In an unusual diagnosis, doctors have described a 23-year-old man in Turkey as suffering from "vampirism" after he was caught several times trying to stab people and drink their blood, according to a report.
The man became addicted to drinking human blood after he started slicing his
own arms, chest and stomach with razor blades, and gathering the blood in a cup so he could drink it, doctors say.
He soon became addicted and started turning to other sources to feed his habit which he described as being "as urgent as breathing", the 'Daily Mail' reported.
He apparently even got his father to get him bags of the bodily fluid from blood banks, according to the report published in the Journal of Psychotherapy and Psychosomatics.
The man, whose name was not revealed, was arrested several times after stabbing and biting others to collect and drink their blood.
He also developed multiple personalities and suffered from amnesia.
"Possibly due to 'switching' to another personality state, he was losing track during the 'bloody' events, did not care who the victim was anymore and remained amnesic to this part of his act," the report said.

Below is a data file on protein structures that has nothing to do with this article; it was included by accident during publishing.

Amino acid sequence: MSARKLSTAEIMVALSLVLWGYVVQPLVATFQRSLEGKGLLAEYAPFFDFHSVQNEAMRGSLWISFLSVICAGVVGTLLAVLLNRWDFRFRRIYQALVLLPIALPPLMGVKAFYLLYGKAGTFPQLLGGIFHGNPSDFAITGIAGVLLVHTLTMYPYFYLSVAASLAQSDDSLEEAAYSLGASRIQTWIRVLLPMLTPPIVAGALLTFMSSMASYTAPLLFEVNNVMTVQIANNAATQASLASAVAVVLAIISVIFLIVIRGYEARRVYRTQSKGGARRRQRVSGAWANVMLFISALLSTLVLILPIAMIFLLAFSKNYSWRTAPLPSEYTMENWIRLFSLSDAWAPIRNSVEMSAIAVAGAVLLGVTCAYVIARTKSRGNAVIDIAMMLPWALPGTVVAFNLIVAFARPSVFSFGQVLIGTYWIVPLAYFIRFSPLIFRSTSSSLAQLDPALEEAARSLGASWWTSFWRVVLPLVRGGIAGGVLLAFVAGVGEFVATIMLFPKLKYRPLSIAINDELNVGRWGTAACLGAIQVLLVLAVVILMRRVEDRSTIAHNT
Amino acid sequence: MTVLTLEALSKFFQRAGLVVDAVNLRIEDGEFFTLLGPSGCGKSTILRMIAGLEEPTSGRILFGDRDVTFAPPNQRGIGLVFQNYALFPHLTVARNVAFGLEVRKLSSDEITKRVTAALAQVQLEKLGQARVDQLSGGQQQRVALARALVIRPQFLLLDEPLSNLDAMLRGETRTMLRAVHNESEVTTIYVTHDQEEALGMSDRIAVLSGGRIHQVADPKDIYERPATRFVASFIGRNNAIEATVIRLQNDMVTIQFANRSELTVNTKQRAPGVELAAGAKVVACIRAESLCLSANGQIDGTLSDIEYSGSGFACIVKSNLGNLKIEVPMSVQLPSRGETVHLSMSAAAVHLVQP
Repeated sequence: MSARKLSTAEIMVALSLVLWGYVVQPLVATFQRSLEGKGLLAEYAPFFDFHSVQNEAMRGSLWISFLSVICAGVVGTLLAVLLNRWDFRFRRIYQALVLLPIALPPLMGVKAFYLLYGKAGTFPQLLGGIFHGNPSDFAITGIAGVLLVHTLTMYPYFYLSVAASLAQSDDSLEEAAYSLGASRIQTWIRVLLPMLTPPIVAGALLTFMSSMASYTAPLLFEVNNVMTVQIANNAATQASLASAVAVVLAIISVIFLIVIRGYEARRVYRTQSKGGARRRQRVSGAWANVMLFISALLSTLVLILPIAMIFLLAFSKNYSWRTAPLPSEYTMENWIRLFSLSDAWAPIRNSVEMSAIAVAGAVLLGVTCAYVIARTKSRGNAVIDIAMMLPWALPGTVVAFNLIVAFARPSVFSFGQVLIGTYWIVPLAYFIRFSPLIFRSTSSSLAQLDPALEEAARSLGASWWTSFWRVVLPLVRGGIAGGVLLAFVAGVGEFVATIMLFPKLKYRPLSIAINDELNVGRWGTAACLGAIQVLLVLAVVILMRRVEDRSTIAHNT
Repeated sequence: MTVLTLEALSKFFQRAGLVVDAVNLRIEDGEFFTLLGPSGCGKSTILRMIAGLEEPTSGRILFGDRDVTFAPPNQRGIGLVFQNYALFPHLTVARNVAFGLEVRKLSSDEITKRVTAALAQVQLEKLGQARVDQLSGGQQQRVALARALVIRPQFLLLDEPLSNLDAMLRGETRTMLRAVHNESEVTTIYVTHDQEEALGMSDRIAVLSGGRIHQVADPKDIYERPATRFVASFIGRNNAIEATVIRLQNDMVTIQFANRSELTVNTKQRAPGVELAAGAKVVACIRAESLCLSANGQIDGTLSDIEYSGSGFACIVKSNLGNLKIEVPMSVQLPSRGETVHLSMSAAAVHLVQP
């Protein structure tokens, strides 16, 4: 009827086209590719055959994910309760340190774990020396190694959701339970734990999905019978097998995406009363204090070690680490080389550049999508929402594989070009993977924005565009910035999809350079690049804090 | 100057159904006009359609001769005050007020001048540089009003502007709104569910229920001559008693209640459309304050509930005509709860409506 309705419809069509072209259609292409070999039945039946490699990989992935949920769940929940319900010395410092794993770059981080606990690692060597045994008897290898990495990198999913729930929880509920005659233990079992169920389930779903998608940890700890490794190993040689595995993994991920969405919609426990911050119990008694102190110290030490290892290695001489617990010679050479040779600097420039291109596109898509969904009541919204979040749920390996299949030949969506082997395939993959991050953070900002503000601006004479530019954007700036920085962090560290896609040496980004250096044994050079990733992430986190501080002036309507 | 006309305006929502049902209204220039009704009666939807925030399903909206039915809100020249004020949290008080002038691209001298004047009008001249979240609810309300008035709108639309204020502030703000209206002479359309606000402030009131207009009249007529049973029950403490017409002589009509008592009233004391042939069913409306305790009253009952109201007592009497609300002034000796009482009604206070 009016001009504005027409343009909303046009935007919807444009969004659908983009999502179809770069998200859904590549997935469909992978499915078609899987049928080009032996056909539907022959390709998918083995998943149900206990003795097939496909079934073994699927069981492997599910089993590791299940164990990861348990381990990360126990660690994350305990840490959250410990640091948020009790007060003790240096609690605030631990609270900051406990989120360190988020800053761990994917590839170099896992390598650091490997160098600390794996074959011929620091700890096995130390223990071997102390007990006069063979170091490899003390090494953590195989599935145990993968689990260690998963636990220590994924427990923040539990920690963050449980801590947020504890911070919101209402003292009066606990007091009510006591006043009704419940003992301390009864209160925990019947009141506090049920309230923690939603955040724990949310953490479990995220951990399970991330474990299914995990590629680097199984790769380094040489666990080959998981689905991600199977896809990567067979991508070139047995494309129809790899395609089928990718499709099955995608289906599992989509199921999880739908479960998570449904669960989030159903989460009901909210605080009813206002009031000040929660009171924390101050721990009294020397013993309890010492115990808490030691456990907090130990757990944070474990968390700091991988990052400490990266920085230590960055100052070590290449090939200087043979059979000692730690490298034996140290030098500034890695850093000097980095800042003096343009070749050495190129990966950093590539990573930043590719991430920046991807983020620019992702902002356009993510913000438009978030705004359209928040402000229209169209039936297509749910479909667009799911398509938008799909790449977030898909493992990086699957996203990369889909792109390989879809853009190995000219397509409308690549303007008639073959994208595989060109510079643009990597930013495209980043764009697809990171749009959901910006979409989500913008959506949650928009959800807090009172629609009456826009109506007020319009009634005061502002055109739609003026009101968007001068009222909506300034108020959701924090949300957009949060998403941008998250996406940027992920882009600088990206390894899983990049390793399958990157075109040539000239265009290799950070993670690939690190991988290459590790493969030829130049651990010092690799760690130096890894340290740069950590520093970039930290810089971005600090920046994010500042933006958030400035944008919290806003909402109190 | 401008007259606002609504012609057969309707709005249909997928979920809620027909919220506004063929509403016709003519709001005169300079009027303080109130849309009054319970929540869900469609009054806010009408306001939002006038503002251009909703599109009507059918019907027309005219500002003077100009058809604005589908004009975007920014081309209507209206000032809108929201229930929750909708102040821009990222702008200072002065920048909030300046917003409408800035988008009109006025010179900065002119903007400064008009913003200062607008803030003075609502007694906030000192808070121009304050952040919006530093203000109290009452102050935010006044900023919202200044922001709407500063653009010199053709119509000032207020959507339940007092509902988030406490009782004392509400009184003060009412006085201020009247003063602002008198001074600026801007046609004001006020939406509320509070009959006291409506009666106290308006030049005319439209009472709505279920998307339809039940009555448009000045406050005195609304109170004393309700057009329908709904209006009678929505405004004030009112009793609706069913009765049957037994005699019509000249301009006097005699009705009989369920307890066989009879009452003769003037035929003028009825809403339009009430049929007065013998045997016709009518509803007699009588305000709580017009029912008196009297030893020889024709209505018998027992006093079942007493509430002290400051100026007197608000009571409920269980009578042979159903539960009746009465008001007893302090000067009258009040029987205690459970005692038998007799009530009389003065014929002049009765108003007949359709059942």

"Medical professionals believed his behaviour was a reaction to horrific events in his life, such as witnessing a killing where one of his friends cut off the victim's head and penis," the researchers said.
He had also been traumatised by the death of his four-month-old daughter, and by the murder of his uncle.
Doctors, led by Direnc Sakarya, of Denizli Military Hospital in southwestern Turkey, diagnosed the man with dissociative identity disorder (DID), post-traumatic stress disorder (PTSD), and chronic depression and alcohol abuse.
To their knowledge, the man is the first patient with 'vampirism' and DID.
Researchers note that DID is often linked to childhood abuse and neglect. The blood addict's mother was described as having attacked him in 'freak out' episodes during his teenage years, but the man said he had no memory of his childhood between the ages of five and 11.
The man felt tortured by an 'imaginary companion' who forced him to carry out violent acts and attempt suicide.
In a follow-up six weeks after he was treated, the doctors said the man's blood-drinking habits were in remission, but his dissociative symptoms persisted.
The man did not experience any negative physical effects from his gruesome habit, but the human body is not well adapted for digesting blood.
While small quantities may be harmless, anyone who consumes blood often runs a risk of haemochromatosis --an iron overdose - or contracting blood-borne diseases such as HIV if blood is sourced from other people.
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